Distracted driving is any activity that diverts a driver’s attention away from control of his motor vehicle. In our modern, technologically obsessed age, the number of distractions has greatly expanded, and includes texting, hand-held cell phone use, using a navigation system, watching a video, adjusting a radio, CD player or an MP3 player, or eating, drinking, grooming and reading. The most dangerous, by far, of all types of distracted driving is text messaging because it takes a driver’s visual, manual and cognitive attention away from the road.
Here are a few statistics and facts just to give you an idea of the impact distracted driving has in the United States alone:
1) According to the National Highway Transportation Safety Authority, drivers using hand-held devices are four times more likely to get into serious car crashes than when not using hand-held devices, while those texting while driving are eight times more likely to become involved in serious crashes while driving;
2) Sending or receiving a text message while driving takes a driver’s eyes off the road for an average of 4.6 seconds. At 55 mph, a vehicle travels 404.8 feet during this time period;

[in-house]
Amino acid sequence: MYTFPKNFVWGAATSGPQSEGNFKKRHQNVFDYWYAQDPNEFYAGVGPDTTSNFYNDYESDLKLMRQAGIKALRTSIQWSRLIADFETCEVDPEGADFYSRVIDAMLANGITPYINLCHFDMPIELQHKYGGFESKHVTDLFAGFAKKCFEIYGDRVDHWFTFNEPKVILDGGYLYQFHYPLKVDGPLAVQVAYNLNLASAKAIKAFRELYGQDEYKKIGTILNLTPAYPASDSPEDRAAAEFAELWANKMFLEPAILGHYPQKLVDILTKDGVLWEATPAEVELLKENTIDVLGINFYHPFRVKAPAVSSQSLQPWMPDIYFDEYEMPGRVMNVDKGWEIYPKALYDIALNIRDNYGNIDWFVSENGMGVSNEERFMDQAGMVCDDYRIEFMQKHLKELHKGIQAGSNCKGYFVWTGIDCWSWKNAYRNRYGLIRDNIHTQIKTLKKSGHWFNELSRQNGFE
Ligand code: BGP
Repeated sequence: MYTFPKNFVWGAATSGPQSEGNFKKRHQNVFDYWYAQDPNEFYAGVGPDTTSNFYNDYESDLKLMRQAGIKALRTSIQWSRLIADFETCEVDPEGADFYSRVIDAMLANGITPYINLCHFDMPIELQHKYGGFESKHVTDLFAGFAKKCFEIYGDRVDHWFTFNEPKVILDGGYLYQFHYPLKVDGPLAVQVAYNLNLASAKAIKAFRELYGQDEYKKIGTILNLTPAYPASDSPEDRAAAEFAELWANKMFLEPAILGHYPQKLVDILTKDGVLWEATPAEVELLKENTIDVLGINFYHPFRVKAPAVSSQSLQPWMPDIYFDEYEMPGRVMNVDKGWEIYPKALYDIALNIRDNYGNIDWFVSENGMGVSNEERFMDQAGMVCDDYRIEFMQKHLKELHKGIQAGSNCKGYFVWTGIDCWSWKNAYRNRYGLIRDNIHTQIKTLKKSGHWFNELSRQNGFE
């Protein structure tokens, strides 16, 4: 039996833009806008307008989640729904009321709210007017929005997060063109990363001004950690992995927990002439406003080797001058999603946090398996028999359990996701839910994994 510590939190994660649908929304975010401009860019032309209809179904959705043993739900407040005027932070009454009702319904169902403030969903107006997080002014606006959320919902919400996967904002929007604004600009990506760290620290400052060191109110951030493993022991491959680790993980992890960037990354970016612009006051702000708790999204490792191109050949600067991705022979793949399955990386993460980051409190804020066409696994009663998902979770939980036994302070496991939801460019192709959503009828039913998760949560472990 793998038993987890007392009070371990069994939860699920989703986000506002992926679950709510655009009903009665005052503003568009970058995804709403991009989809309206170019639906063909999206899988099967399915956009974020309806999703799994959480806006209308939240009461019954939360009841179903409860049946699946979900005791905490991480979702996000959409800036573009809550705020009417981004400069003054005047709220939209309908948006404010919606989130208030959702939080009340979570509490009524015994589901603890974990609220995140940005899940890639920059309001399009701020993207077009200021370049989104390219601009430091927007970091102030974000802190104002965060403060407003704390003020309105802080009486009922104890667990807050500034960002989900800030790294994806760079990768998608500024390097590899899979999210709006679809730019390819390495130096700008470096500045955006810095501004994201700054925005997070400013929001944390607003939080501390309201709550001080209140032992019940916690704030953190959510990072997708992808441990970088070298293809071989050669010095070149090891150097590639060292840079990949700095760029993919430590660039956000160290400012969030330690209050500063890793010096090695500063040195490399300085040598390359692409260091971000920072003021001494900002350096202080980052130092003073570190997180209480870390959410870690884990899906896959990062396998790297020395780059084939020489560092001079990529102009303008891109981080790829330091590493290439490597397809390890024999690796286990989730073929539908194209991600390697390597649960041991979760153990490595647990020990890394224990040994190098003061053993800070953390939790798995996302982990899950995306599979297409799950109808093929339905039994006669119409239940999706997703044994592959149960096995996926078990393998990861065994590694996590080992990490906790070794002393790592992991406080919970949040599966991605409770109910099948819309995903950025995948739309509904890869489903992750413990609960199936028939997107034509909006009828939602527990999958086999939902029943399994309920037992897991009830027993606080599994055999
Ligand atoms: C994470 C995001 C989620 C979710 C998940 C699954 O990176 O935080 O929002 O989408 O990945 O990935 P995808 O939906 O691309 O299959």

3) In 2012, approximately 3,500 people were killed in car crashes involving at least one distracted driver;
4) Driving while using a cell phone reduces the amount of brain activity available to pay attention for driving by 37% (study conducted at Carnegie Mellon University).
Lipkin & Apter attorney Kevin B. Apter is an active speaker for EndDD.org Foundation, a group affiliated with the Casey Feldman Foundation. The primary goal of these organizations is to educate the driving public of the dangers associated with distracted driving. Kevin visits local Illinois high schools as a representative of EndDD.org and speaks to Traffic Safety students. The program has been well received, and is now part of the curriculum at Highland Park High School in north suburban Chicago, Illinois.
People are often surprised to learn that car accidents caused by distracted driving are not primarily a teen issue. In 2011, only 20% of distracted driving car accidents involved a teen, whereas 72% involved drivers over the age of 30. Whether due to poor judgment or diminished reflexes, many older drivers have fallen prey to driving while involved with distracting activities. Unfortunately, accidents are not limited by age or professional success. Please visit EndDD.org and/or CaseyFeldmanFoundation.org for more information and to learn more about the hazards associated with distracted driving. You will also obtain information about how your own actions can help reduce tragedies among not only young people, but among all drivers.